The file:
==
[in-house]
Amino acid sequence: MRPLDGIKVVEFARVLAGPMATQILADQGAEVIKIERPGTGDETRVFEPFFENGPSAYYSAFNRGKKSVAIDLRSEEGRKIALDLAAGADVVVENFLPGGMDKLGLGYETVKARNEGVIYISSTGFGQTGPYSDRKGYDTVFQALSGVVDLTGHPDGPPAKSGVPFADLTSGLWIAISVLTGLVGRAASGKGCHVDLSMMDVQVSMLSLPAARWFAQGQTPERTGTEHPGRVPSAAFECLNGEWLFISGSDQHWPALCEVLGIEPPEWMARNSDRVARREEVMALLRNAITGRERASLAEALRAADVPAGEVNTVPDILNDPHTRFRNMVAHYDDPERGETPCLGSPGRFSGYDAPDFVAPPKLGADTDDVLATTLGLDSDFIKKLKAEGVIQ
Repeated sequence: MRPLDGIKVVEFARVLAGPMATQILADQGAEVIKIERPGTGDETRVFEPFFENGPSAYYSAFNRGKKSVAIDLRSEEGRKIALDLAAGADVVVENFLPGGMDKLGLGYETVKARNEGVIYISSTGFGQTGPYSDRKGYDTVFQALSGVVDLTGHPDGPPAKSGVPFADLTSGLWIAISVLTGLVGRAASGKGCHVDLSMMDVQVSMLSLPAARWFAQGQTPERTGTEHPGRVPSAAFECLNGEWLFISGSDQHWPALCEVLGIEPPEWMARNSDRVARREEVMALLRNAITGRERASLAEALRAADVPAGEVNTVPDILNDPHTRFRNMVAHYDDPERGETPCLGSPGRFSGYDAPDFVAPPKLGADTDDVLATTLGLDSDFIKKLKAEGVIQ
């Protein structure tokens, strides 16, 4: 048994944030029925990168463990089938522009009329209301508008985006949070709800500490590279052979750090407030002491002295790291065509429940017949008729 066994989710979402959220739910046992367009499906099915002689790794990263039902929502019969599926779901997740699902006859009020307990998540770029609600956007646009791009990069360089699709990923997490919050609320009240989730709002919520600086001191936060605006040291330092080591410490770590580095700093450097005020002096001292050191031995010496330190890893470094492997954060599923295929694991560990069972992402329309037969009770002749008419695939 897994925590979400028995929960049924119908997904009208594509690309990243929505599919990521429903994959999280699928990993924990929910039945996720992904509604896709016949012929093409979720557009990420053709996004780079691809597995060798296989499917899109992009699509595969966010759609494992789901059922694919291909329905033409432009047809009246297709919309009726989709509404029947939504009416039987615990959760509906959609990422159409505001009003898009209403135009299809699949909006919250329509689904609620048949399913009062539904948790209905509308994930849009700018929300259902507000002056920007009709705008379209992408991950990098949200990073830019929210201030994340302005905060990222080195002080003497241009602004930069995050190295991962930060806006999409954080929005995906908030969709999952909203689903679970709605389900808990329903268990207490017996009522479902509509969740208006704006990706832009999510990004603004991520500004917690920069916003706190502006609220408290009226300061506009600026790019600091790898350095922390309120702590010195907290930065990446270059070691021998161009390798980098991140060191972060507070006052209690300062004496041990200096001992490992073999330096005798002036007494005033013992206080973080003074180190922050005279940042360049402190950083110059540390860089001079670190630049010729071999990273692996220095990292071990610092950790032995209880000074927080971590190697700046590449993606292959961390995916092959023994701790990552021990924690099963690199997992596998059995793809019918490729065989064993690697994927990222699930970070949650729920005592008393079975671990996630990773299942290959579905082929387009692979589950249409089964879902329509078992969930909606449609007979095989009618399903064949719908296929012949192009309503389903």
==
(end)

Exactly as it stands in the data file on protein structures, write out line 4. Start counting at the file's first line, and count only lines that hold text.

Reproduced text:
């Protein structure tokens, strides 16, 4: 048994944030029925990168463990089938522009009329209301508008985006949070709800500490590279052979750090407030002491002295790291065509429940017949008729 066994989710979402959220739910046992367009499906099915002689790794990263039902929502019969599926779901997740699902006859009020307990998540770029609600956007646009791009990069360089699709990923997490919050609320009240989730709002919520600086001191936060605006040291330092080591410490770590580095700093450097005020002096001292050191031995010496330190890893470094492997954060599923295929694991560990069972992402329309037969009770002749008419695939 897994925590979400028995929960049924119908997904009208594509690309990243929505599919990521429903994959999280699928990993924990929910039945996720992904509604896709016949012929093409979720557009990420053709996004780079691809597995060798296989499917899109992009699509595969966010759609494992789901059922694919291909329905033409432009047809009246297709919309009726989709509404029947939504009416039987615990959760509906959609990422159409505001009003898009209403135009299809699949909006919250329509689904609620048949399913009062539904948790209905509308994930849009700018929300259902507000002056920007009709705008379209992408991950990098949200990073830019929210201030994340302005905060990222080195002080003497241009602004930069995050190295991962930060806006999409954080929005995906908030969709999952909203689903679970709605389900808990329903268990207490017996009522479902509509969740208006704006990706832009999510990004603004991520500004917690920069916003706190502006609220408290009226300061506009600026790019600091790898350095922390309120702590010195907290930065990446270059070691021998161009390798980098991140060191972060507070006052209690300062004496041990200096001992490992073999330096005798002036007494005033013992206080973080003074180190922050005279940042360049402190950083110059540390860089001079670190630049010729071999990273692996220095990292071990610092950790032995209880000074927080971590190697700046590449993606292959961390995916092959023994701790990552021990924690099963690199997992596998059995793809019918490729065989064993690697994927990222699930970070949650729920005592008393079975671990996630990773299942290959579905082929387009692979589950249409089964879902329509078992969930909606449609007979095989009618399903064949719908296929012949192009309503389903």